Bernie Slepkov, founder and chairman of Sustainable Niagara, member of the Smarter Niagara Steering Committee and St. Catharines' Downtown Development and Revitalization and Integrated Community Sustainability Planning Committees, recently published an editorial in Bullet News Media regarding the achievement of smarter growth in Niagara. An abridged version is reprinted here: Communities and regions the world over share similar objectives: To reverse the progressively unsustainable costs of maintaining dysfunctional urban sprawl.
This evolutionary reversal places a greater design emphasis on the needs of people rather than cars, therefore aspiring to create more vibrant, dynamic communities.
The key intents of this evolution in community planning and design are threefold:
- Clean up and give rebirth to contaminated abandoned industrial sites. called ‘brownfields’;
- Inject residential life into large retail wastelands, called ‘greyfields’; and
- Intensify housing, and wherever feasible, economic activity, on vacant and underutilized areas - referred to as ‘infilling’ or ‘intensification’.
Common to each of those is the desire to end up with attractive, livable neighbourhoods. That calls for integrating into them people-oriented design. Compact, walkable, more complete communities are the ‘smart growth’ objectives toward which we are attempting to alter our long-term thinking and policy directions.
So how do we get properties throughout St. Catharines and Niagara to be developed, or redeveloped, so that residents can live, work, learn and play in them or in areas immediately nearby?
Convincing developers and builders to change their thinking calls for financial incentives which are then reclaimed from the increased tax bases thus generated. But in some instances our rates of return are not nearly as high as they could be. In almost all cases we’ve only encouraged token window dressings to the same old-style plazas and cookie cutter subdivisions. Those aspects needed for establishing vibrant pockets of daily living or giving people any special ‘sense of place’ are still missing.
St. Catharines got off to a great start at the old burnt out Independent Rubber Company building on Glendale near Merritt Street. The industrial contamination was removed from the site and the original stone-brick building was transformed into The Keg.
That in itself was an internationally acclaimed brownfield success story, immediately followed by another at an adjacent corner. The old Lybster Cotton Mill fronting Merritt transformed into Johnny Rocco’s Italian Grill and Stone Mill Inn, “Niagara’s newest luxurious inn, resort and spa”.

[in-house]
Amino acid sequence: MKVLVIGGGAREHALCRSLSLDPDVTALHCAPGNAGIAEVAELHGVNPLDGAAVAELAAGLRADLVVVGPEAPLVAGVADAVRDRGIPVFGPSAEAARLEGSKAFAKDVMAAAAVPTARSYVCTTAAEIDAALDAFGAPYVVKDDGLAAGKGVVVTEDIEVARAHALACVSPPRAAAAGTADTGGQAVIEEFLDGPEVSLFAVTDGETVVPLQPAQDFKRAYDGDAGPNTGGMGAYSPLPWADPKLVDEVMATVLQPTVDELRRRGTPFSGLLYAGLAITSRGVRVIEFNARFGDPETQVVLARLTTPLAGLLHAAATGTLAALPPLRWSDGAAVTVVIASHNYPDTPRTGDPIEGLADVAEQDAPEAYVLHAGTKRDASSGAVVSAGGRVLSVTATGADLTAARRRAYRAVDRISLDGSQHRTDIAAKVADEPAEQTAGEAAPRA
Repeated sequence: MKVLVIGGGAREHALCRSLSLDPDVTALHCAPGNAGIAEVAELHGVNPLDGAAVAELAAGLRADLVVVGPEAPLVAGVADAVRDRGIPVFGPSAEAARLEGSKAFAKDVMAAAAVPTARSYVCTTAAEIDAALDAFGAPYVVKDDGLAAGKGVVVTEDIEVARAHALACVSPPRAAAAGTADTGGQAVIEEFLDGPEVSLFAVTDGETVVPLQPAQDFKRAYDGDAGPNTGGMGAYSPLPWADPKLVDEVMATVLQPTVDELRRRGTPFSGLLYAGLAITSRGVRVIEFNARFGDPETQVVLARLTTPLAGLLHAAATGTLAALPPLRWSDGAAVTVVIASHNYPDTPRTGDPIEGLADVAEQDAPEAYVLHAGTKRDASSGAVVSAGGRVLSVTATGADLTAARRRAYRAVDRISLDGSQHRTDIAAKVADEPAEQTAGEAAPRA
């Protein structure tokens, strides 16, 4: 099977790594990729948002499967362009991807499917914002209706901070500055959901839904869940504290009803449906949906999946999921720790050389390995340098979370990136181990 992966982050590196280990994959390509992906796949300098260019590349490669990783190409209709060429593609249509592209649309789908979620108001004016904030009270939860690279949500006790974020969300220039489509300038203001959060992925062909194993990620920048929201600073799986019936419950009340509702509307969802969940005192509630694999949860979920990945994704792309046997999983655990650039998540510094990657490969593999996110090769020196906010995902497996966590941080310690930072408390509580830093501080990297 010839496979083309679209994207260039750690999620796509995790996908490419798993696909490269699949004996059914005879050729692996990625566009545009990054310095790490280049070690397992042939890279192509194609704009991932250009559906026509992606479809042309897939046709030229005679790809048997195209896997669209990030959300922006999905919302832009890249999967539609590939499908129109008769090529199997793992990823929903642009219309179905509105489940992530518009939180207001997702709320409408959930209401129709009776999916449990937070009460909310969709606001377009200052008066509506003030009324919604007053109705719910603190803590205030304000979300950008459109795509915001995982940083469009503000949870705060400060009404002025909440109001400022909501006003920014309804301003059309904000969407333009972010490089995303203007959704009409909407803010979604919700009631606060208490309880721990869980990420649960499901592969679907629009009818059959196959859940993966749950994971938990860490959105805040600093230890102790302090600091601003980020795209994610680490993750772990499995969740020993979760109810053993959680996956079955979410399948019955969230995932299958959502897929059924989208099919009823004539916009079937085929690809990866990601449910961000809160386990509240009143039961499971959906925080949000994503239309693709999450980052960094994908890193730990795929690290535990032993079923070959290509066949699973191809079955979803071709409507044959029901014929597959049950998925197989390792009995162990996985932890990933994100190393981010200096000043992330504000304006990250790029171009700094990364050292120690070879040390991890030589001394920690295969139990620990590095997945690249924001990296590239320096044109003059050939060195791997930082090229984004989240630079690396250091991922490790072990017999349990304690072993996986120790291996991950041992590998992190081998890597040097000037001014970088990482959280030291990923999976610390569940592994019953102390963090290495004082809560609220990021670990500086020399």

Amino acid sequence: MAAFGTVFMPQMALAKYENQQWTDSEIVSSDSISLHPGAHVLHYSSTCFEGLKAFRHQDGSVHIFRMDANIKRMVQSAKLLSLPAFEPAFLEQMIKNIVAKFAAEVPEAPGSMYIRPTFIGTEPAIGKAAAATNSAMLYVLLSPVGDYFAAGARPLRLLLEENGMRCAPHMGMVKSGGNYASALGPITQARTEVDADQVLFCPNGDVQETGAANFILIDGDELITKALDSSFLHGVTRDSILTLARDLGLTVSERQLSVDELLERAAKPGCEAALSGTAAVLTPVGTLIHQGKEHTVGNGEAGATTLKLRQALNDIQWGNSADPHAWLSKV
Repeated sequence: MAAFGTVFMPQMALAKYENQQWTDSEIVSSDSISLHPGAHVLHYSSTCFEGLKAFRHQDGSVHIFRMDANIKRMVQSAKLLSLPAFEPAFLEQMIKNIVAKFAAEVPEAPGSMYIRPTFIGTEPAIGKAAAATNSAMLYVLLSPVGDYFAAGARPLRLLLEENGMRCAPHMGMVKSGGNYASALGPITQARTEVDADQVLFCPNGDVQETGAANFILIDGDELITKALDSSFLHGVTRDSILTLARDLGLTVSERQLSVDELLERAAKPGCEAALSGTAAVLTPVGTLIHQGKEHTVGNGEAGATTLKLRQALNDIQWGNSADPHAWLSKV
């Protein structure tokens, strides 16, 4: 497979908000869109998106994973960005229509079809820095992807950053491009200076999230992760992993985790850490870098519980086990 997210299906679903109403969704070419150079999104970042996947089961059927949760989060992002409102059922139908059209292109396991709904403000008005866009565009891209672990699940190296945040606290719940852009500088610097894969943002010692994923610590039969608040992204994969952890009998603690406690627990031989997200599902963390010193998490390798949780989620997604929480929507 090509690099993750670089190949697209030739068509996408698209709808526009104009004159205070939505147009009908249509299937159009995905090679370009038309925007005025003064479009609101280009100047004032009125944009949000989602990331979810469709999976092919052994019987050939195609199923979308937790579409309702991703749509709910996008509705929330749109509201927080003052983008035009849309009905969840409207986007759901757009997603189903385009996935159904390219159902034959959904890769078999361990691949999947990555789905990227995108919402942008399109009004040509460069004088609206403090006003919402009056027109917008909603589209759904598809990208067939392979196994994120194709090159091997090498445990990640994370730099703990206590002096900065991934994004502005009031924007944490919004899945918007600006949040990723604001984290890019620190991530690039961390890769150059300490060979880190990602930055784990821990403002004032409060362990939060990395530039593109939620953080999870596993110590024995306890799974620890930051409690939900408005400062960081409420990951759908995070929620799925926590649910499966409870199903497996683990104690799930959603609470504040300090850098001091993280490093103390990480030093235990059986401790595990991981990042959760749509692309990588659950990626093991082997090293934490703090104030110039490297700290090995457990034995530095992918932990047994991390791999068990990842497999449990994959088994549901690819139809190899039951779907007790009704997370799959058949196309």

Then we fell tragically short of our objectives.
The large brownfield site behind Stone Mill morphed into an uninspiring standard, single storey retail plaza.
A basic ‘smart growth’ development would have included at least one, mid-to-high rise residential unit above the stores. Same thing across the street beside The Keg. The new bank building and retail plaza wall enclosing a large parking lot should also have included a residential building?similar to what you would see by doing a Google Image search on 'mixed use buildings.'
These failures are not limited to the blatant lack of additional taxes the city and region would have garnered from such developments – as much as $4,000 a year per unit according to one confirmed estimate - but also include the exclusion of on-site consumers for all the newly established businesses, as well as for downtown Merritton just around the corner. Absent is the population density to bolster capacity for nearby schools, ridership on four bus routes, and visitors for Mountain Locks Park directly behind The Keg.
We’ve also fallen short of our longer-ranged expectations in several new residential ‘infill’ subdivisions. Certainly from the perspective of generating property taxes from where almost none existed previously, these intensifications can be declared a success. But that’s the total extent of it.
A google image search of ‘traditional neighborhoods’ – American spelling intentional – illustrates something other than the many drab, lifeless cookie-cutter subdivisions we’ve gotten. Mature trees aside, you’ll see ‘homes’ rather than nondescript houses with garages. You can almost envision people sitting comfortably on their porches, casually chit-chatting with passersby. You can imagine someone saying, “What a lovely home.” On quiet evenings the strains of children playing in the nearby park or backyard might be heard.
If porches exist at all within our latest of developments, they’re far too shallow to be usable. Front stoops are much too small to even hold a chair. With a built-in garage and driveway available for every unit, these subdivisions literally contain more concrete than vegetation.
Undermining livability ever more so, not one of these developments includes a park for residents to gather and socialize, or for children to play in. And cars? They’re still needed for obtaining the most basic of daily essentials.
Despite our genuine hopes for encouraging something far better for people, our latest developments contain no attributes capable of inciting social intercourse, or ‘sense of place’. While we can’t dictate good urban design, we can certainly define the criteria for which graduated incentives are awarded. Since we’re going to invest in attempting to reverse the myriad costs of sprawl, we must ensure we’re getting the biggest bang for our bucks.